“As a young Black, progressive woman from Central Ohio. I live and work in Columbus, went to school in Ohio, and regularly volunteer in my community and advocate for the issues I care about. Extreme partisan gerrymandering like what we are fighting against in this suit impacts myself, my community, and those across the state who share  my values or identity. No matter where we work or what we do, how many times we testify, how we vote, many calls we make or emails we send, legislation that will directly affect our lives is already being brokered in back rooms, without our input. That doesn’t stop us, of course. We still keep calling. We still work hard and advocate for change,” said Mikayla Lee, a Columbus resident and an individual plaintiff in Ohio Organizing Collaborative v. Ohio Redistricting Commission.

"Gerrymandered districts undermine the economic and political power of poor people, working-class people and people of color. If you don't have economic power, control over your community, good housing or good education, then your ability to grow as a community is stifled. You can get up and go vote for the candidate you believe will represent your interests, but if the district isn’t drawn fairly, your vote doesn’t carry as much weight because the maps have been designed to favor those already in power,” said Sam Gresham, Chair, Common Cause Ohio. Gresham is an individual plaintiff in Ohio Organizing Collaborative v. Ohio Redistricting Commission.

“At the heart of this case aren’t numbers, horse race politics, or Democrats versus Republicans, but people and their communities. Households and individuals that have to live with the policy decisions made in the Capitol building just down the street. The enacted maps entrench a veto-proof Republican supermajority designed to withstand good election years and bad. There is no dispute here about whether the outcomes possible under these maps correspond to preferences of Ohio voters. They don’t,” said Yurij Rudensky, Redistricting Counsel and attorney representing the plaintiffs, Brennan Center for Justice at NYU Law.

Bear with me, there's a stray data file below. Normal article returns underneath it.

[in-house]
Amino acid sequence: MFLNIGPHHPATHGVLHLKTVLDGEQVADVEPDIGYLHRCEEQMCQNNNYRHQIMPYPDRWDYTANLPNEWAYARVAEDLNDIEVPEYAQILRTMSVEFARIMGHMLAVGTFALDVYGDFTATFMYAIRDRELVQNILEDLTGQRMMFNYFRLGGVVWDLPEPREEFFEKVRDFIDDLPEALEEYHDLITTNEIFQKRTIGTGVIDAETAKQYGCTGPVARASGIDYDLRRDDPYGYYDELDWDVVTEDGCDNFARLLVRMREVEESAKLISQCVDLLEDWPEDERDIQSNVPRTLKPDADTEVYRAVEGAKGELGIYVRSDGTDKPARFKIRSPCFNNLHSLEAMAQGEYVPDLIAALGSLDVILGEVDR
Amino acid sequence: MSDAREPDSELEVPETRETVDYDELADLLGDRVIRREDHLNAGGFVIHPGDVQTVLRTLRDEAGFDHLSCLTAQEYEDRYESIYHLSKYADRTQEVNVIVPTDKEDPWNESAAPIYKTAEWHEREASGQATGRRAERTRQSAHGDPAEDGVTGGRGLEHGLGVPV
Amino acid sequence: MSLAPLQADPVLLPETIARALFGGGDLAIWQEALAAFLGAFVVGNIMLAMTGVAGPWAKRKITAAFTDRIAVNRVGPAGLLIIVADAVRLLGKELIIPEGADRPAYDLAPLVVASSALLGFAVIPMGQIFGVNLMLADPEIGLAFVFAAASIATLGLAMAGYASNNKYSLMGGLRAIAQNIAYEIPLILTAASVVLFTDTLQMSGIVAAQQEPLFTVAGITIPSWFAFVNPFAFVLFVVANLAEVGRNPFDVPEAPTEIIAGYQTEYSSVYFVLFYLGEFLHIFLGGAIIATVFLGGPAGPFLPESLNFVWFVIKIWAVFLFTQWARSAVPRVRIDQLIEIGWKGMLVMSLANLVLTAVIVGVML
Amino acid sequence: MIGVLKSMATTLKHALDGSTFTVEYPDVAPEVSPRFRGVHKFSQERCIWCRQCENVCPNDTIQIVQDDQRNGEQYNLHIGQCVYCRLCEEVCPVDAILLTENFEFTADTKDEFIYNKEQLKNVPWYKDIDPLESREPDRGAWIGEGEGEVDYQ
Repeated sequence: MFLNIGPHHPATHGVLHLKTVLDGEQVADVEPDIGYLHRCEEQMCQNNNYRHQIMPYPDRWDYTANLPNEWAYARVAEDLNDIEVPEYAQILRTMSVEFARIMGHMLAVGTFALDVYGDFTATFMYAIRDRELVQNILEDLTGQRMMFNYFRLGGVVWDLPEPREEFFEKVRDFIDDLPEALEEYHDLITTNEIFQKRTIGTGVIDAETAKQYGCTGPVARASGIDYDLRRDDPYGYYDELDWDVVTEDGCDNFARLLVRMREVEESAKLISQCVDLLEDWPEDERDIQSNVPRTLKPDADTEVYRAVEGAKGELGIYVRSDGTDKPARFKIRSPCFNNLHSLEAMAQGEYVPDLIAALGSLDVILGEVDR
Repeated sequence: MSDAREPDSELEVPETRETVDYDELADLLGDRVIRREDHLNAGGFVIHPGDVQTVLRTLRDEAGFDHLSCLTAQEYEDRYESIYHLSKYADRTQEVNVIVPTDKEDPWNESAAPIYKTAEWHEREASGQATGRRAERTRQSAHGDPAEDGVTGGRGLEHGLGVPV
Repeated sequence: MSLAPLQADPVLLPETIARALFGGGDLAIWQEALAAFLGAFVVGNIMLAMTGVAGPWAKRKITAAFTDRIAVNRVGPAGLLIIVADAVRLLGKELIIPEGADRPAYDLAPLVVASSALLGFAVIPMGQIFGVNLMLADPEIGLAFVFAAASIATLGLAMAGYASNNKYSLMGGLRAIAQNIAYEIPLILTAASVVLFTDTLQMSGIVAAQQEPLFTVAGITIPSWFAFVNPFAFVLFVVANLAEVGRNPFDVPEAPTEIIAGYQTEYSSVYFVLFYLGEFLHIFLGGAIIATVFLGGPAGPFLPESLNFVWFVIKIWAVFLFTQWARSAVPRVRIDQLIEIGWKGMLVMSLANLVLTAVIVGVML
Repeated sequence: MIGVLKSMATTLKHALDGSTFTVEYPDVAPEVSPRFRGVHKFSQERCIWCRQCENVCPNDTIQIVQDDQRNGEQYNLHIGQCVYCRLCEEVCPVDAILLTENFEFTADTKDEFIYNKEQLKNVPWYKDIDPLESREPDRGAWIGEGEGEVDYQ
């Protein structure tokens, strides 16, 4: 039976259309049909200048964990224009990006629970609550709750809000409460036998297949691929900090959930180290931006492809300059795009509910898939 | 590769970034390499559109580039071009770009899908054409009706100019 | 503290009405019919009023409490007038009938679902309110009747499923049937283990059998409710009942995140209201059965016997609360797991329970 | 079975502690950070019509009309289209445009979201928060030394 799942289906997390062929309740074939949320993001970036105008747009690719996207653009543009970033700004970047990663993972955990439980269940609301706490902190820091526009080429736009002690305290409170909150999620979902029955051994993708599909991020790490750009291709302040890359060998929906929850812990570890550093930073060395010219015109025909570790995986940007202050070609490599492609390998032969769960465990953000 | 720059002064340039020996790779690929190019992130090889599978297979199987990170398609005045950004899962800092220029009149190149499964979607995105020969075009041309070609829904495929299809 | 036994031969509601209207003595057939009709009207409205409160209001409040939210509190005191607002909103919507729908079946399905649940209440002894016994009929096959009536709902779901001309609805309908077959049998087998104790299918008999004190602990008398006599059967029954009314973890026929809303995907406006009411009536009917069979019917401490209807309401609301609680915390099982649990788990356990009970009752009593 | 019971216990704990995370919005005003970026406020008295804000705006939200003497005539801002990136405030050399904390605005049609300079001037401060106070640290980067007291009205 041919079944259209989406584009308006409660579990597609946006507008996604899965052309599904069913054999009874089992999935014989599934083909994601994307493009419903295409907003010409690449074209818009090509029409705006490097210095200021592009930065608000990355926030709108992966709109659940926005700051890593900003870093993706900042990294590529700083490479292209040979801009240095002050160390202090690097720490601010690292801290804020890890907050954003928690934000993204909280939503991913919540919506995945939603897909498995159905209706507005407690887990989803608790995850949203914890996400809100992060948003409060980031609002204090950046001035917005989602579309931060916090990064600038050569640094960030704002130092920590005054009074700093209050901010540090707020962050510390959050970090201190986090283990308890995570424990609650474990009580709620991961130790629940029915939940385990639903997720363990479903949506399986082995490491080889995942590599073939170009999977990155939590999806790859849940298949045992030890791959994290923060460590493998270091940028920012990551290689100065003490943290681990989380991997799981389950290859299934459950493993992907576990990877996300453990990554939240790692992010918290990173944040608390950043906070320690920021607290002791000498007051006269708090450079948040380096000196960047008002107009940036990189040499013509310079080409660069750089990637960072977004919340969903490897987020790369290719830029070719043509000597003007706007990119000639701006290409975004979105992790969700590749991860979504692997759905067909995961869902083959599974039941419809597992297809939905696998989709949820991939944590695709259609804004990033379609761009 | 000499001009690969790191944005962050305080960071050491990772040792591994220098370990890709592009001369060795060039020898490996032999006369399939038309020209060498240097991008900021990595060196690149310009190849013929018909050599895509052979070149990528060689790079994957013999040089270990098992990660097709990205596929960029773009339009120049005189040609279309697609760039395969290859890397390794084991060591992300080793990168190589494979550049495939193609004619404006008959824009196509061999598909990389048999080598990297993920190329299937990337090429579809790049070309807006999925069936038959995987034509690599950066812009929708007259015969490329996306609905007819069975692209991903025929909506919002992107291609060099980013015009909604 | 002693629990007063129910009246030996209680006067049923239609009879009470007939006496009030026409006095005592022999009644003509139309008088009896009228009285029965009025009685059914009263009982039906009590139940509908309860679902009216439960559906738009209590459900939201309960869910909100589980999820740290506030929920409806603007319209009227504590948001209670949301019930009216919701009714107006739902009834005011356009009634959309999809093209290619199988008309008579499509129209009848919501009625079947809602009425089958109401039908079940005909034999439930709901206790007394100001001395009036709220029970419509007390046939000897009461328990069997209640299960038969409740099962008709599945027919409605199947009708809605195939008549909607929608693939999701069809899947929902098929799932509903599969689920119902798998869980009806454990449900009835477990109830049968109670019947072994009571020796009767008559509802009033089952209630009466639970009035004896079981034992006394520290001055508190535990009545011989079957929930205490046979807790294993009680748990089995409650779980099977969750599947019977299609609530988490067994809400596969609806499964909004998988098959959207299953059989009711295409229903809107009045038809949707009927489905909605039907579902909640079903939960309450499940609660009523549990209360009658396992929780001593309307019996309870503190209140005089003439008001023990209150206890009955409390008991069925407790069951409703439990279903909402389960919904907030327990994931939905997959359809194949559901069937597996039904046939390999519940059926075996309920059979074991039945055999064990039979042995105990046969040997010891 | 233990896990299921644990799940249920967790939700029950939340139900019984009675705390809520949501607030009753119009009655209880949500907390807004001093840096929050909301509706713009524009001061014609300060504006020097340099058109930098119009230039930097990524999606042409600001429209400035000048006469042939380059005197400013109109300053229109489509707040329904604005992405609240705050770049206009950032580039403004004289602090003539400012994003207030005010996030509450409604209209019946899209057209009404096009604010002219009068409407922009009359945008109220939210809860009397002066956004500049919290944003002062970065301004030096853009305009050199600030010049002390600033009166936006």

“These maps are not fair. I’m asking the Supreme Court to send them back and draw maps that are fair to all Ohioans, regardless of whether you’re Republican or Democrat. We need to pick our politicians and not the other way around. The A. Philip Randolph Institute is going to continue to fight and get the word out about gerrymandering and voter suppression,” said Andre Washington, President, A. Philip Randolph Institute (APRI), Ohio Chapter. Washington is a plaintiff in League of Women Voters of Ohio v. Ohio Redistricting Commission.

“We’re here today because the people of this state are not done fighting for the fair maps that we deserve. And while Ohio Republicans may have a singular interest in shutting the people out of the political process by passing gerrymandered maps drawn behind closed doors despite our reforms demanding better, we’re here to say that we won’t go quietly into the night when it comes to fighting for our democracy and for a future in Ohio where all of us - no matter who we are or where we come from - stand on equal footing in our ability to elect people who actually represent us. We look forward to the fight ahead,” said Katy Shanahan, Ohio State Director, All On The Line (AOTL). (Note: AOTL is an affiliate of the National Redistricting Action Fund-supported Bria Bennett v. Ohio Redistricting Commission.)

Ohio Organizing Collaborative (OOC) 

The OOC is a grassroots people-centered power organization. We unite base-building community organizing groups, student associations and faith organizations, with labor unions, and policy institutes throughout Ohio. It is our mission to organize everyday Ohioans, building transformative power organizations for racial, social, and economic justice. Our vision is to build a democratic multi-racial populist governing coalition in Ohio. We center people of color, women, and young people in a multiracial and intergenerational organization. Learn more about our work at www.ohorganizing.org